And the fact that Walmart requires an application over a verification makes the process even more dubious.
At least you can predict who your competition might be if your Walmart WFS application is approved.
Which has lower competition?
We could also phrase this question “which has a fewer number of sellers?”
Number of sellers
Amazon has 1.1 - 1.5 million sellers in its US marketplace, alone.
Of course, to get the full competitive scope we’d need to consider its other markets. However, since Walmart Marketplace is only available in the US, there’s no need.
Walmart Marketplace has around 130…thousand active sellers.
Based on that data alone, Walmart is the clear winner 10x over with far, far fewer sellers. However, competition is not solely determined by the number of other sellers.
Let’s pick a popular, competitive market to flush this part out with a comparative exercise: yoga mats.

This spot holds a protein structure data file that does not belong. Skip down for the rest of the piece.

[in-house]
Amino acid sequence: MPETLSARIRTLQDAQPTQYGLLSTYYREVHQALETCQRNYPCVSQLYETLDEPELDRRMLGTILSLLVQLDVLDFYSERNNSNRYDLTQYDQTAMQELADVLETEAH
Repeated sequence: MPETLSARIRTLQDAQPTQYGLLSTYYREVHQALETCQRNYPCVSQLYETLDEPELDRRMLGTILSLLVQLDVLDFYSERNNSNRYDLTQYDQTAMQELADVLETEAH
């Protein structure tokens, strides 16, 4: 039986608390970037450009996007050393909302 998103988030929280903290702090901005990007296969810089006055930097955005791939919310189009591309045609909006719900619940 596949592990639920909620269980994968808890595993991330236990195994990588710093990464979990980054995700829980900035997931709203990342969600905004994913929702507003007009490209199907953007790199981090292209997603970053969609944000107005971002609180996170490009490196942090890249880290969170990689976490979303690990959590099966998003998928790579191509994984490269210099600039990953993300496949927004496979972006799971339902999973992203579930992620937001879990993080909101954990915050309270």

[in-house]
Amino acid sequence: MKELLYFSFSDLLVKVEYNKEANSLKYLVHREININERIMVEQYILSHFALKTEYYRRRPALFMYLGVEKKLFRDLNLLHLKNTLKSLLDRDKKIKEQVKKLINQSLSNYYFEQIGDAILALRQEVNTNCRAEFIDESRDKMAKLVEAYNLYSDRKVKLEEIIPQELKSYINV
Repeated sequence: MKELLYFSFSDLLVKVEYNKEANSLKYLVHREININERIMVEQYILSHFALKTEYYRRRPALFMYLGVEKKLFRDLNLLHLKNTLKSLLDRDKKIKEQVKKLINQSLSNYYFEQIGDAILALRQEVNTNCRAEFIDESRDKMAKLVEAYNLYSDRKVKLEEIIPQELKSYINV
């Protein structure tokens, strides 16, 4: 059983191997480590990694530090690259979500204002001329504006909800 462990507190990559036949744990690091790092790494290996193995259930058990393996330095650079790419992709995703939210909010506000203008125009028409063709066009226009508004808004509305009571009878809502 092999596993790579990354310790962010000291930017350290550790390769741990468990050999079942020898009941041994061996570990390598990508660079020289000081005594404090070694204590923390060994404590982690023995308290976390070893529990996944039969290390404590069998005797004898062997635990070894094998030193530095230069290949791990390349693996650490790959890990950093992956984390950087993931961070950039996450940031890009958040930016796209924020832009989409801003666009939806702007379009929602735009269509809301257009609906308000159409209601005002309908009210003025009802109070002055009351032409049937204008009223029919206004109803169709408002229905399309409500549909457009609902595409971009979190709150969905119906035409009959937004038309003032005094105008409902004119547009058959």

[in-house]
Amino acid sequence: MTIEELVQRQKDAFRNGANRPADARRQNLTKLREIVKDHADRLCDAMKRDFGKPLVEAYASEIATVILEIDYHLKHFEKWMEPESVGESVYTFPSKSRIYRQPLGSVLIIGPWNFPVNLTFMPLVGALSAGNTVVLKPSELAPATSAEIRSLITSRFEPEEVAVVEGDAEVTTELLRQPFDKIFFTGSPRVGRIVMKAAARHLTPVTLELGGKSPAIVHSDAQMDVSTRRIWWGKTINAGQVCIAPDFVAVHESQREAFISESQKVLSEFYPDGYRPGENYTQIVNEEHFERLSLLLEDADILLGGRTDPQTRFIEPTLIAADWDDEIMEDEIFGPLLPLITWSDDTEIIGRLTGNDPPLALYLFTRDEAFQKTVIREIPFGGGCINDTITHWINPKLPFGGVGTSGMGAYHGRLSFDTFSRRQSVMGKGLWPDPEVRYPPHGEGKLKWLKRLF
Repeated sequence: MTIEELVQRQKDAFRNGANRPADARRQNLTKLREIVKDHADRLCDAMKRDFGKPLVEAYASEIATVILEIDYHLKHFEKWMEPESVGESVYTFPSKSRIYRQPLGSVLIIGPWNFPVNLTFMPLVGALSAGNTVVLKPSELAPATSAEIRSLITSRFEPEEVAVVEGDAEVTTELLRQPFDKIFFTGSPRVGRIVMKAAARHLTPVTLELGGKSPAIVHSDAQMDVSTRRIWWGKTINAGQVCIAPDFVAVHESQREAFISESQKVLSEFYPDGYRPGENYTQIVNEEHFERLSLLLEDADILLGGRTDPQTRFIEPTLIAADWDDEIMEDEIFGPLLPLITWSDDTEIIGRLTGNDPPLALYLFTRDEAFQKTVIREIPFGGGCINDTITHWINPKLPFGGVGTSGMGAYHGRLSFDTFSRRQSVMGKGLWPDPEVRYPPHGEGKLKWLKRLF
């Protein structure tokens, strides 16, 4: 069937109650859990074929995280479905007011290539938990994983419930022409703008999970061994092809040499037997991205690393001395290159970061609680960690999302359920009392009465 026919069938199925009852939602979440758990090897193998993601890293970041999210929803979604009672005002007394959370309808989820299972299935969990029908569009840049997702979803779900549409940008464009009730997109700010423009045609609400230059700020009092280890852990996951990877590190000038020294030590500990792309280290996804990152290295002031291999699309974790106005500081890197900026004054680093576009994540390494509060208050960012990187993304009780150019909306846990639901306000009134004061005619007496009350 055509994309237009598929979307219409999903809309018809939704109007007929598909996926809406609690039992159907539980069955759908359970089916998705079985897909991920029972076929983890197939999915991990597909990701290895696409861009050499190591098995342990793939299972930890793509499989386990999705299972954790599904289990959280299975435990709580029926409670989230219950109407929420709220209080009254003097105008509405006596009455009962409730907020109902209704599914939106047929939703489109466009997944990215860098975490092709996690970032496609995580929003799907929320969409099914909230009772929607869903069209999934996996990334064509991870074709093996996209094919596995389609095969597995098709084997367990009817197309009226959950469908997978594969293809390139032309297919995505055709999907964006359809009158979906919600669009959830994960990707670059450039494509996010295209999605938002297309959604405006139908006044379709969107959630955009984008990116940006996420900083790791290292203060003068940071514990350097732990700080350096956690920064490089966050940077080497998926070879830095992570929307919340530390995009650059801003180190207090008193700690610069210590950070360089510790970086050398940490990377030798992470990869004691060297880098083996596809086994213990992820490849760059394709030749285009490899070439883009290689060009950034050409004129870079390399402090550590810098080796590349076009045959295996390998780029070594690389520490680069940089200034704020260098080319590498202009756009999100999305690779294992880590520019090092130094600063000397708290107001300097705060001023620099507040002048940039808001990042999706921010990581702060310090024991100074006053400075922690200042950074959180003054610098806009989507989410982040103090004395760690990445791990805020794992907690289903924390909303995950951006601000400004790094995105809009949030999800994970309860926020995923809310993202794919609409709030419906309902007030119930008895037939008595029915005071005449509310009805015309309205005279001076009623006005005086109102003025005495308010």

On Amazon, type that word—”yoga mat”—into Amazon’s shopper search bar. Ignore the top results labeled Sponsored (ignore them in later results, too).
From the first row of organic—non-sponsored—products, we see review counts of 14k, 38k, 67k, and 84k.
The second row of organic results shows review counts between 4k and 33k.
Now, type that same word into Walmart Marketplace’s shopper search bar and look for the same attribute: number of consumer reviews per product.
Again, skip the sponsored products. We can see that the top listed organic products have review counts between 8 and 365…no “k”.
If we assess a market better suited to private label products—such as a beard grooming kit—on Amazon, we see the top organic results (1st row) still have anywhere from 13k to 44k reviews.
On Walmart Marketplace, those numbers fall to 17 and 1,500.